Israel Aerospace Detects 'Irregularity' in Some Converted Boeing 737 Freighters

'The issue doesn't affect aircraft flight but may limit the way the aircraft can be safely loaded for flight,' IAI says

File photo: Trade visitors gather at the Israel Aerospace Industries (IAI) exhibition booth at the Singapore Airshow in Singapore, February 14, 2012.
Tim Chong/Reuters

Israel Aerospace Industries (IAI) on Wednesday advised customers not to fly some Boeing 737 (BA.N) freighters converted by IAI pending a review by Israel’s aviation authority.

IAI said it had detected an “apparent irregularity” in the production process of a rigid barrier installed in some of the conversions, 47 of which it has delivered.

It said it expected the results of a review by the Civil Aviation Authority of Israel (CAAI) of an interim solution proposed by IAI later on Wednesday.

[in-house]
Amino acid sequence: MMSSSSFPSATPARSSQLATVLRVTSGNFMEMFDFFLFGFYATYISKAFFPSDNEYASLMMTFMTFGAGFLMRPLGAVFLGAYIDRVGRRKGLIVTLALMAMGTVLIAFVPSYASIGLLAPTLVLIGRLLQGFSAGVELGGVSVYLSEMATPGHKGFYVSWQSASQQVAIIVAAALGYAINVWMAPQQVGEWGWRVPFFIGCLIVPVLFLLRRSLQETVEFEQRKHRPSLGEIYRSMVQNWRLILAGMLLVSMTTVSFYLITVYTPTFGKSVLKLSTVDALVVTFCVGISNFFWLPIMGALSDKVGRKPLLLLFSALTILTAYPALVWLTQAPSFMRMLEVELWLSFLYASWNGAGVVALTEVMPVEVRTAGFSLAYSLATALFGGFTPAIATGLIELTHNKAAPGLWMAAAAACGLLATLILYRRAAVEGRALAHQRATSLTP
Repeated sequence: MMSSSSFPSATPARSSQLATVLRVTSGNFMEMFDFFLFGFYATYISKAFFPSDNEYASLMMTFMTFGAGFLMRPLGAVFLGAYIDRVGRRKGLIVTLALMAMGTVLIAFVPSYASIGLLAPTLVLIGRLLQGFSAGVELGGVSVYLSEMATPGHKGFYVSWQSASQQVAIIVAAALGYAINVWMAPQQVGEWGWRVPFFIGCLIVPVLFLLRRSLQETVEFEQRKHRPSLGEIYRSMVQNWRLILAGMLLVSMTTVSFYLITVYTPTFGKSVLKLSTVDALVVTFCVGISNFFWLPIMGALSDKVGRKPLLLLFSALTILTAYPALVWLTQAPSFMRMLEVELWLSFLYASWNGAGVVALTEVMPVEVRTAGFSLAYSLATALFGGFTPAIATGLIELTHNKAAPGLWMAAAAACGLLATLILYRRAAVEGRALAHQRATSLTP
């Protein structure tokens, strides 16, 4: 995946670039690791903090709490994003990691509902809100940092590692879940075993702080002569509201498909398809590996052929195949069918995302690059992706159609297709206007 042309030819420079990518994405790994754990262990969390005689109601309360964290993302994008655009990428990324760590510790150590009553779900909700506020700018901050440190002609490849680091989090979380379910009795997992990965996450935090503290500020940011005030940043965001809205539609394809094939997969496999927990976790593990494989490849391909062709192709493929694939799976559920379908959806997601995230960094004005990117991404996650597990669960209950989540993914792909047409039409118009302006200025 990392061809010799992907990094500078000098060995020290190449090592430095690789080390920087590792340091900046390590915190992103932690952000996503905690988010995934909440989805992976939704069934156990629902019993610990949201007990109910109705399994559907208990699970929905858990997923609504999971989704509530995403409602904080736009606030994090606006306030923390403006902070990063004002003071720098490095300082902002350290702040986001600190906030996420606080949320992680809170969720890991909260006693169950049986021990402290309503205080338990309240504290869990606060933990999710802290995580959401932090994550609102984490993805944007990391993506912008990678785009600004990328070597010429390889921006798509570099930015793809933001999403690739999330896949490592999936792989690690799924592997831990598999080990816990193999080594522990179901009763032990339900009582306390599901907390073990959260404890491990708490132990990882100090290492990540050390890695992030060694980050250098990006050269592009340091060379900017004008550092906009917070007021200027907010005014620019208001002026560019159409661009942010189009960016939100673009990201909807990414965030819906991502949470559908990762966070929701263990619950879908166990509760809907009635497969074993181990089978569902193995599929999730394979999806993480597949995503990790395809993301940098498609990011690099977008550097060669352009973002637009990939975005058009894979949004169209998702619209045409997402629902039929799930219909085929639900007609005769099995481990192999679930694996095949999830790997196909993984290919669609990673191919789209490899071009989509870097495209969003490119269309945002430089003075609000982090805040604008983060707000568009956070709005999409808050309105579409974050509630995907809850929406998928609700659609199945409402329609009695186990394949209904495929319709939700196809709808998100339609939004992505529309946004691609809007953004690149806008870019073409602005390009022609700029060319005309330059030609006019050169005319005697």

“IAI has recommended to the aircraft’s operators that they not operate the aircraft until the results of the CAAI’s review are known,” it said.

IAI, a market leader in converting passenger planes into freighters, declined to say how many companies operate these planes.

Australia’s Qantas Airways Ltd (QAN.AX) said it had taken four 737 freighters out of service pending further guidance from IAI.

IAI converted four Boeing 737-300 planes for Qantas in 2006 which the airline flies on domestic cargo routes.

The rigid barrier installed on some aircraft is there to provide emergency support under extraordinary circumstances but does not affect flight under normal conditions, state-owned IAI said.

“IAI’s tests indicate that the rigid barrier may not provide the support it was designed to provide in such extraordinary conditions,” it said in a statement to Reuters.

“The issue does not affect aircraft flight but may limit the way the aircraft can be safely loaded for flight.”

IAI said it has developed an interim solution which will be presented later on Wednesday to the CAAI.

IAI said that to the best of its knowledge there has never been a flight incident in connection with the rigid barrier.

IAI’s converted 737 aircraft entered service in 2003.